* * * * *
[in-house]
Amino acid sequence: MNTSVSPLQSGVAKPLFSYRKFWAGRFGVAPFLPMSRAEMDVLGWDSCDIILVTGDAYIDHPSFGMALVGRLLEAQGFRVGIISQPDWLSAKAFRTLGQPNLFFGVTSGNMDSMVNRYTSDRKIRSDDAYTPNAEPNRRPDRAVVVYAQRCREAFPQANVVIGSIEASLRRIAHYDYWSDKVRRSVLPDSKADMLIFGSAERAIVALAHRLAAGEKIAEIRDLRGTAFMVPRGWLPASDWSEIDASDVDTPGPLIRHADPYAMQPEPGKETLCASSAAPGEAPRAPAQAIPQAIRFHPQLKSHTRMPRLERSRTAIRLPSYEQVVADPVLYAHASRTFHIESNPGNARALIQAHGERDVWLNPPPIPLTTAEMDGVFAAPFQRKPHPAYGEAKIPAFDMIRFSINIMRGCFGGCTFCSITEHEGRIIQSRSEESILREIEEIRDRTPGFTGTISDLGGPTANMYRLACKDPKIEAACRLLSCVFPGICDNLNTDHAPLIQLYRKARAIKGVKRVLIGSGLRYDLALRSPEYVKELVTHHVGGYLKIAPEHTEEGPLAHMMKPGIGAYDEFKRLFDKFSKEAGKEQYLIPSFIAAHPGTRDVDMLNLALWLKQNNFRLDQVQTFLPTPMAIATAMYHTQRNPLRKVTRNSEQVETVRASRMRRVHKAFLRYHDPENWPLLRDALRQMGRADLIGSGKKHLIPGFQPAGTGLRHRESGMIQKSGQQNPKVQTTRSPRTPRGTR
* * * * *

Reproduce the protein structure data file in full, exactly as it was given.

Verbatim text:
[in-house]
Amino acid sequence: MNTSVSPLQSGVAKPLFSYRKFWAGRFGVAPFLPMSRAEMDVLGWDSCDIILVTGDAYIDHPSFGMALVGRLLEAQGFRVGIISQPDWLSAKAFRTLGQPNLFFGVTSGNMDSMVNRYTSDRKIRSDDAYTPNAEPNRRPDRAVVVYAQRCREAFPQANVVIGSIEASLRRIAHYDYWSDKVRRSVLPDSKADMLIFGSAERAIVALAHRLAAGEKIAEIRDLRGTAFMVPRGWLPASDWSEIDASDVDTPGPLIRHADPYAMQPEPGKETLCASSAAPGEAPRAPAQAIPQAIRFHPQLKSHTRMPRLERSRTAIRLPSYEQVVADPVLYAHASRTFHIESNPGNARALIQAHGERDVWLNPPPIPLTTAEMDGVFAAPFQRKPHPAYGEAKIPAFDMIRFSINIMRGCFGGCTFCSITEHEGRIIQSRSEESILREIEEIRDRTPGFTGTISDLGGPTANMYRLACKDPKIEAACRLLSCVFPGICDNLNTDHAPLIQLYRKARAIKGVKRVLIGSGLRYDLALRSPEYVKELVTHHVGGYLKIAPEHTEEGPLAHMMKPGIGAYDEFKRLFDKFSKEAGKEQYLIPSFIAAHPGTRDVDMLNLALWLKQNNFRLDQVQTFLPTPMAIATAMYHTQRNPLRKVTRNSEQVETVRASRMRRVHKAFLRYHDPENWPLLRDALRQMGRADLIGSGKKHLIPGFQPAGTGLRHRESGMIQKSGQQNPKVQTTRSPRTPRGTR